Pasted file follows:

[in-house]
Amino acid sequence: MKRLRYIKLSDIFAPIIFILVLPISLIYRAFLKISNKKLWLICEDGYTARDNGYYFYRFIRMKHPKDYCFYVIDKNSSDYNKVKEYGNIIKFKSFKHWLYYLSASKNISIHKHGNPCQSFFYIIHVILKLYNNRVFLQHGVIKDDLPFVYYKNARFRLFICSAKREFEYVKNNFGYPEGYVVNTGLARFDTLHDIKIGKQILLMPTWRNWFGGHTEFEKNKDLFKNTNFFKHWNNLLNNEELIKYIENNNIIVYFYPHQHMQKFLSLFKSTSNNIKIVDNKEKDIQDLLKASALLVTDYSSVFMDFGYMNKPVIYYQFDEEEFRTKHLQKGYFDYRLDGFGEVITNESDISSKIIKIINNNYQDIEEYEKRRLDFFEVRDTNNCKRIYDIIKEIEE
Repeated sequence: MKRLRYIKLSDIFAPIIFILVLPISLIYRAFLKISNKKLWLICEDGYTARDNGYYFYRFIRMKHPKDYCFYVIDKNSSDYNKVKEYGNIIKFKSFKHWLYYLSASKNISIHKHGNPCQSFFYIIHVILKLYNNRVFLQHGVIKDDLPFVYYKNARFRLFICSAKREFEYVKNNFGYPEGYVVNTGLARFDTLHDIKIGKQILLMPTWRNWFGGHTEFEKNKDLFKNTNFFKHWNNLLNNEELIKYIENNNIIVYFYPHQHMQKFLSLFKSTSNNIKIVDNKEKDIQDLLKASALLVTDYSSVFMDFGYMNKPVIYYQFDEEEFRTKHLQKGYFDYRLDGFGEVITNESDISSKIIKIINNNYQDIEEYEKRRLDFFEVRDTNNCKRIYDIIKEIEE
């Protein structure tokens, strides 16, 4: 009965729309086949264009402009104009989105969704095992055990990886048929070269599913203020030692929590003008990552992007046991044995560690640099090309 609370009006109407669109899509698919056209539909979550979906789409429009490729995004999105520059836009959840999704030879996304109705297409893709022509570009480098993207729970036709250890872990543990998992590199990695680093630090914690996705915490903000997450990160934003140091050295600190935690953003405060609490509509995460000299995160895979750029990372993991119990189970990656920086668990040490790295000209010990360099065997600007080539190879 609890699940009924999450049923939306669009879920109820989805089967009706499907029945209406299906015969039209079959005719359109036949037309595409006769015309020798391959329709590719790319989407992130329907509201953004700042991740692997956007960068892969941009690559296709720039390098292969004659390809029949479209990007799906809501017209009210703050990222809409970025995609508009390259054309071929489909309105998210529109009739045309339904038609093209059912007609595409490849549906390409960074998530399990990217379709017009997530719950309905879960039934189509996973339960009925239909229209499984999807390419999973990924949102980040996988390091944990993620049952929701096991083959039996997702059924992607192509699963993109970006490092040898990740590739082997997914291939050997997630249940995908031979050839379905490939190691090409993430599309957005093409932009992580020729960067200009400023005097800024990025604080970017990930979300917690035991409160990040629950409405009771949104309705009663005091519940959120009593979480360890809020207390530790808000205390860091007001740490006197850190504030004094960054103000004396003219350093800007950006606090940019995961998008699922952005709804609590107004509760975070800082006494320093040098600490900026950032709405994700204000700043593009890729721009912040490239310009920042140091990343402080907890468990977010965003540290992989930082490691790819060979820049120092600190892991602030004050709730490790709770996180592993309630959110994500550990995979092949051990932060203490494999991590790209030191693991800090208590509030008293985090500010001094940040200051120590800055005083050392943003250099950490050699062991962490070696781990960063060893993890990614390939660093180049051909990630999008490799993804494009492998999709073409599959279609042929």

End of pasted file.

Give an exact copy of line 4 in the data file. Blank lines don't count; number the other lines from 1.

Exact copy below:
């Protein structure tokens, strides 16, 4: 009965729309086949264009402009104009989105969704095992055990990886048929070269599913203020030692929590003008990552992007046991044995560690640099090309 609370009006109407669109899509698919056209539909979550979906789409429009490729995004999105520059836009959840999704030879996304109705297409893709022509570009480098993207729970036709250890872990543990998992590199990695680093630090914690996705915490903000997450990160934003140091050295600190935690953003405060609490509509995460000299995160895979750029990372993991119990189970990656920086668990040490790295000209010990360099065997600007080539190879 609890699940009924999450049923939306669009879920109820989805089967009706499907029945209406299906015969039209079959005719359109036949037309595409006769015309020798391959329709590719790319989407992130329907509201953004700042991740692997956007960068892969941009690559296709720039390098292969004659390809029949479209990007799906809501017209009210703050990222809409970025995609508009390259054309071929489909309105998210529109009739045309339904038609093209059912007609595409490849549906390409960074998530399990990217379709017009997530719950309905879960039934189509996973339960009925239909229209499984999807390419999973990924949102980040996988390091944990993620049952929701096991083959039996997702059924992607192509699963993109970006490092040898990740590739082997997914291939050997997630249940995908031979050839379905490939190691090409993430599309957005093409932009992580020729960067200009400023005097800024990025604080970017990930979300917690035991409160990040629950409405009771949104309705009663005091519940959120009593979480360890809020207390530790808000205390860091007001740490006197850190504030004094960054103000004396003219350093800007950006606090940019995961998008699922952005709804609590107004509760975070800082006494320093040098600490900026950032709405994700204000700043593009890729721009912040490239310009920042140091990343402080907890468990977010965003540290992989930082490691790819060979820049120092600190892991602030004050709730490790709770996180592993309630959110994500550990995979092949051990932060203490494999991590790209030191693991800090208590509030008293985090500010001094940040200051120590800055005083050392943003250099950490050699062991962490070696781990960063060893993890990614390939660093180049051909990630999008490799993804494009492998999709073409599959279609042929």